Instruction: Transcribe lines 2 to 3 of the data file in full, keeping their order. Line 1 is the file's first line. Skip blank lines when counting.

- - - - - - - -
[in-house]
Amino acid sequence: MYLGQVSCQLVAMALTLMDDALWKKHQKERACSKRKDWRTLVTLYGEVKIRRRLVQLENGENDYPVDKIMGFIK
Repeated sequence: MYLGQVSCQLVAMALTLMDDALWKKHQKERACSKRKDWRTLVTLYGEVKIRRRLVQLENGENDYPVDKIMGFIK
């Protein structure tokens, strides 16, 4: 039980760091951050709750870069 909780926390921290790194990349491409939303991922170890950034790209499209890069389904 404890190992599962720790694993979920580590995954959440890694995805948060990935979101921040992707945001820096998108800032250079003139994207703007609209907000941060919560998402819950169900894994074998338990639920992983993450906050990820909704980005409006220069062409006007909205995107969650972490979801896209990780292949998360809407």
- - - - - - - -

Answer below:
Amino acid sequence: MYLGQVSCQLVAMALTLMDDALWKKHQKERACSKRKDWRTLVTLYGEVKIRRRLVQLENGENDYPVDKIMGFIK
Repeated sequence: MYLGQVSCQLVAMALTLMDDALWKKHQKERACSKRKDWRTLVTLYGEVKIRRRLVQLENGENDYPVDKIMGFIK